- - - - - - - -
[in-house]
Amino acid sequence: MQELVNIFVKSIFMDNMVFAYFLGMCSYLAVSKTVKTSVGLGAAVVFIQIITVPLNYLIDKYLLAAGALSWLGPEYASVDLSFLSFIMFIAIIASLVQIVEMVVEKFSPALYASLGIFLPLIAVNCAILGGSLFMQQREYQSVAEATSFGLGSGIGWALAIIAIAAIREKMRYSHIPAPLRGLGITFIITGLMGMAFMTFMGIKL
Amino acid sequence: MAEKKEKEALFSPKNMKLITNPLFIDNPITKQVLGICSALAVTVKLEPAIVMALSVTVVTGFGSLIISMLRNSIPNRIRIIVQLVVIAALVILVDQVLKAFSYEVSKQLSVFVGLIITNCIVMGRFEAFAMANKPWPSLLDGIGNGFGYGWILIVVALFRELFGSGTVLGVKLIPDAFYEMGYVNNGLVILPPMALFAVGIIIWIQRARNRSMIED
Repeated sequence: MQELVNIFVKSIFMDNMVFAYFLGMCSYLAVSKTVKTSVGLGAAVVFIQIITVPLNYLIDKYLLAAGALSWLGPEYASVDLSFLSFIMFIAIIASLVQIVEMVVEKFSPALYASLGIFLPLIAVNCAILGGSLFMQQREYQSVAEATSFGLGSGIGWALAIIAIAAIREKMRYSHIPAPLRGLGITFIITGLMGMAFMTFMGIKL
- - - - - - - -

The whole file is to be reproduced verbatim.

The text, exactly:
[in-house]
Amino acid sequence: MQELVNIFVKSIFMDNMVFAYFLGMCSYLAVSKTVKTSVGLGAAVVFIQIITVPLNYLIDKYLLAAGALSWLGPEYASVDLSFLSFIMFIAIIASLVQIVEMVVEKFSPALYASLGIFLPLIAVNCAILGGSLFMQQREYQSVAEATSFGLGSGIGWALAIIAIAAIREKMRYSHIPAPLRGLGITFIITGLMGMAFMTFMGIKL
Amino acid sequence: MAEKKEKEALFSPKNMKLITNPLFIDNPITKQVLGICSALAVTVKLEPAIVMALSVTVVTGFGSLIISMLRNSIPNRIRIIVQLVVIAALVILVDQVLKAFSYEVSKQLSVFVGLIITNCIVMGRFEAFAMANKPWPSLLDGIGNGFGYGWILIVVALFRELFGSGTVLGVKLIPDAFYEMGYVNNGLVILPPMALFAVGIIIWIQRARNRSMIED
Repeated sequence: MQELVNIFVKSIFMDNMVFAYFLGMCSYLAVSKTVKTSVGLGAAVVFIQIITVPLNYLIDKYLLAAGALSWLGPEYASVDLSFLSFIMFIAIIASLVQIVEMVVEKFSPALYASLGIFLPLIAVNCAILGGSLFMQQREYQSVAEATSFGLGSGIGWALAIIAIAAIREKMRYSHIPAPLRGLGITFIITGLMGMAFMTFMGIKL